FIGS. 16(a)-16(e) show the manner in which parameters vary when an attempt is made to escape from a pothole in a poorly maintained road by adopting the entire set of slip control procedures described with reference to first to fourth embodiments. When the driver steps on the acceleration pedal such that the accelerator opening AOP reaches substantially 100% in the manner shown in FIG. 16(a), the second motor MG2 increases its torque (FIG. 16(c)) and rpm N (FIG. 16(d)). When, however, the accelerator opening AOP is substantially 100%, the maximum displacement δmax of the torque axis is set to zero (FIG. 16(e)) in the manner described with reference to FIG. 15, and the torque restriction map remains in the state shown in FIG. 5. Using the torque restriction map of FIG. 5 restricts the torque of the second motor MG2 when the angular acceleration AX is high, and motor torque is therefore reduced. The motor torque is further restricted by the upper limit of the motor rpm N, as described with reference to FIGS. 13(A) and 13(B). As a result, keeping the actual torque of the second motor MG2 at a relatively low level allows the driver to create intentional slip while preventing the motor rpm N from reaching an excessively high level. Although this is not shown by the example of FIGS. 16(a)-16(e), the engine 150 is operated in an idling state when the rpm N of the second motor MG2 falls within the idling operation shifting area described with reference to FIG. 14.

Thus, the fourth embodiment allows torque restrictions to be relaxed irrespective of other conditions when the driver steps on the acceleration pedal, permitting some slippage to occur and making it possible to escape from a pothole in a poorly maintained road.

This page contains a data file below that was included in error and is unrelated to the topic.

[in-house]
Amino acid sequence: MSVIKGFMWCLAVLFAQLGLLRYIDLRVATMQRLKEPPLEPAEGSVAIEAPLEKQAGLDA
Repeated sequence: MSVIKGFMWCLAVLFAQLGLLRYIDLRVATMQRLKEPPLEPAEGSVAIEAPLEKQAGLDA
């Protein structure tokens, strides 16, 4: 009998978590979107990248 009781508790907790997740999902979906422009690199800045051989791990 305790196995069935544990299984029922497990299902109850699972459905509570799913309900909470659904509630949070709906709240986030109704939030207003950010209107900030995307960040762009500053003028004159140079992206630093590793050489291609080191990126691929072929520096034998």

The same control routine, which is executed when the accelerator opening AOP reaches 100% in FIG. 15 in the above fourth embodiment, can be performed as a result of the fact that the driver operates a specific torque control off-switch instead of relaxing torque restrictions in accordance with the accelerator opening AOP.

H. Modifications

H1. Modification 1

Although the above embodiments were described with reference to a so-called mechanical-distribution hybrid vehicle in which a planetary gear is used to distribute the mechanical power of the engine between the axle and the first motor MG1, the present invention is also applicable to so-called electrical-distribution hybrid vehicles in which the planetary gear is dispensed with and the engine power is electrically distributed using a motor/generator. An electrical-distribution hybrid motor vehicle is disclosed in U.S. Pat. No. 5,804,934, the disclosure of which is hereby incorporated by reference for all purposes.

The present invention can be adapted to vehicles other than hybrid vehicles. In other words, the present invention can be adapted to any vehicle in which at least one wheel-driving prime mover is used. It should be noted, however, that vehicles in which the output shaft of the motor is coupled with the drive shaft of the vehicle (such as the hybrid vehicles described in the above embodiments) allow fast response to be obtained for the torque control of the motor-based drive shaft, making it possible to control slippage with higher efficiency.

H2. Modification 2

Although the above embodiments were described with reference to cases in which torque restrictions are gradually enhanced and relaxed at regular intervals, it is also possible to adopt an arrangement in which the torque restrictions are enhanced or relaxed as a single operation. It should be noted, however, that enhancing or relaxing torque restrictions in a gradual manner is beneficial in the sense that slip recurrence can be prevented with higher efficiency.

H3. Modification 3

The parametric values used in the above embodiments are merely explanatory and may lie outside the cited ranges.

Although the present invention has been described and illustrated in detail, it is clearly understood that the same is by way of illustration and example only and is not to be taken by way of limitation, the spirit and scope of the present invention being limited only by the terms of the appended claims.

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Classifications
U.S. Classification701/82, 903/945, 903/910, 903/903, 701/90, 180/197
International ClassificationB60W10/10, B60L11/14, B60K6/365, B60W10/06, B60K28/16, B60W10/08, B60W10/26, B60K6/445, B60W20/00, B60K6/20, F02D29/02
Cooperative ClassificationY10S903/945, Y10S903/903, Y10S903/91, B60W2540/10, B60K28/16, B60W10/26, B60W20/00, B60L2240/486, Y02T10/6286, B60K6/445, B60W10/08, B60W2510/1045, B60W10/06, Y02T10/6239
European ClassificationB60K6/445, B60W10/06, B60W10/26, B60W10/08, B60W20/00, B60K28/16